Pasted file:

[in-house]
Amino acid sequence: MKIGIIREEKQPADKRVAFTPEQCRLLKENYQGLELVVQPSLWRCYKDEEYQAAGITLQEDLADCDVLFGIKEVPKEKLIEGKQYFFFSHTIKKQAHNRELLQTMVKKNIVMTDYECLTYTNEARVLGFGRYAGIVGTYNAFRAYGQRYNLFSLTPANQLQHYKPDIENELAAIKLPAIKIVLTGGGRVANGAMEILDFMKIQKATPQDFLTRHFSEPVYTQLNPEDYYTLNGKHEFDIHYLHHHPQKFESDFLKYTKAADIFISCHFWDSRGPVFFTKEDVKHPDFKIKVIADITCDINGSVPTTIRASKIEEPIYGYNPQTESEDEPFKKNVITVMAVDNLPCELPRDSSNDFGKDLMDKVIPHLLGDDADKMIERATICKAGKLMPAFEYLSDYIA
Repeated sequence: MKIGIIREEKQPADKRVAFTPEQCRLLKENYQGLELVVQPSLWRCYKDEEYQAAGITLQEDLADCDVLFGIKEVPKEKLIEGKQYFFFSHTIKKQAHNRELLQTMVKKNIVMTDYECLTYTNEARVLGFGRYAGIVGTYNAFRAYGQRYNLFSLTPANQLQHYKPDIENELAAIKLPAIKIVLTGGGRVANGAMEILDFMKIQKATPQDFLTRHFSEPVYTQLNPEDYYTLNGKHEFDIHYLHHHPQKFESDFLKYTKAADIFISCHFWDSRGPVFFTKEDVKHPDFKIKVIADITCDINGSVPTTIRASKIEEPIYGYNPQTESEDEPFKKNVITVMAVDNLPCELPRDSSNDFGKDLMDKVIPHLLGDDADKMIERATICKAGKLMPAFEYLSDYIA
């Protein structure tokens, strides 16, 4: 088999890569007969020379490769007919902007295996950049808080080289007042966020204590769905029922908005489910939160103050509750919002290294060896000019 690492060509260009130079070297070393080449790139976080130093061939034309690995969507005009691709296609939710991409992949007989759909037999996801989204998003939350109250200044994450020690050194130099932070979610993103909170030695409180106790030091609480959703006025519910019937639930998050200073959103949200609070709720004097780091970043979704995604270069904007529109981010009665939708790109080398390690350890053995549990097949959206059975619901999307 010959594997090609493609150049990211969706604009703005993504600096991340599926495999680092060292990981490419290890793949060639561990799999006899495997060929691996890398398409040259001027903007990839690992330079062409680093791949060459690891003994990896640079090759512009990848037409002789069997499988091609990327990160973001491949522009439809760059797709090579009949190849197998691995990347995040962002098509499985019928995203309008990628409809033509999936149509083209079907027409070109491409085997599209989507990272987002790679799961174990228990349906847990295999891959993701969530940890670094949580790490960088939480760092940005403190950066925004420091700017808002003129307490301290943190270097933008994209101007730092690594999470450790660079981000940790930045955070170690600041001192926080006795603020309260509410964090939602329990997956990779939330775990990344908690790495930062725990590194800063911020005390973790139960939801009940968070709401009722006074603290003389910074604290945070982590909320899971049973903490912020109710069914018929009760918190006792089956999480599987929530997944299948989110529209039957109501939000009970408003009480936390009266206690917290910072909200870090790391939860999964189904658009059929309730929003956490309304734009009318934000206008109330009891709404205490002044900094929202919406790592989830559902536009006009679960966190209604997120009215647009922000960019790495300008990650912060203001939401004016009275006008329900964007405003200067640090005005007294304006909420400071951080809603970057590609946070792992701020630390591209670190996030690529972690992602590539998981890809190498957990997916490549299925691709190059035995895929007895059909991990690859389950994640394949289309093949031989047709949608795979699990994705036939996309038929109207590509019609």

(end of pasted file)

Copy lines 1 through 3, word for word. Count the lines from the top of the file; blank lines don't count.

[in-house]
Amino acid sequence: MKIGIIREEKQPADKRVAFTPEQCRLLKENYQGLELVVQPSLWRCYKDEEYQAAGITLQEDLADCDVLFGIKEVPKEKLIEGKQYFFFSHTIKKQAHNRELLQTMVKKNIVMTDYECLTYTNEARVLGFGRYAGIVGTYNAFRAYGQRYNLFSLTPANQLQHYKPDIENELAAIKLPAIKIVLTGGGRVANGAMEILDFMKIQKATPQDFLTRHFSEPVYTQLNPEDYYTLNGKHEFDIHYLHHHPQKFESDFLKYTKAADIFISCHFWDSRGPVFFTKEDVKHPDFKIKVIADITCDINGSVPTTIRASKIEEPIYGYNPQTESEDEPFKKNVITVMAVDNLPCELPRDSSNDFGKDLMDKVIPHLLGDDADKMIERATICKAGKLMPAFEYLSDYIA
Repeated sequence: MKIGIIREEKQPADKRVAFTPEQCRLLKENYQGLELVVQPSLWRCYKDEEYQAAGITLQEDLADCDVLFGIKEVPKEKLIEGKQYFFFSHTIKKQAHNRELLQTMVKKNIVMTDYECLTYTNEARVLGFGRYAGIVGTYNAFRAYGQRYNLFSLTPANQLQHYKPDIENELAAIKLPAIKIVLTGGGRVANGAMEILDFMKIQKATPQDFLTRHFSEPVYTQLNPEDYYTLNGKHEFDIHYLHHHPQKFESDFLKYTKAADIFISCHFWDSRGPVFFTKEDVKHPDFKIKVIADITCDINGSVPTTIRASKIEEPIYGYNPQTESEDEPFKKNVITVMAVDNLPCELPRDSSNDFGKDLMDKVIPHLLGDDADKMIERATICKAGKLMPAFEYLSDYIA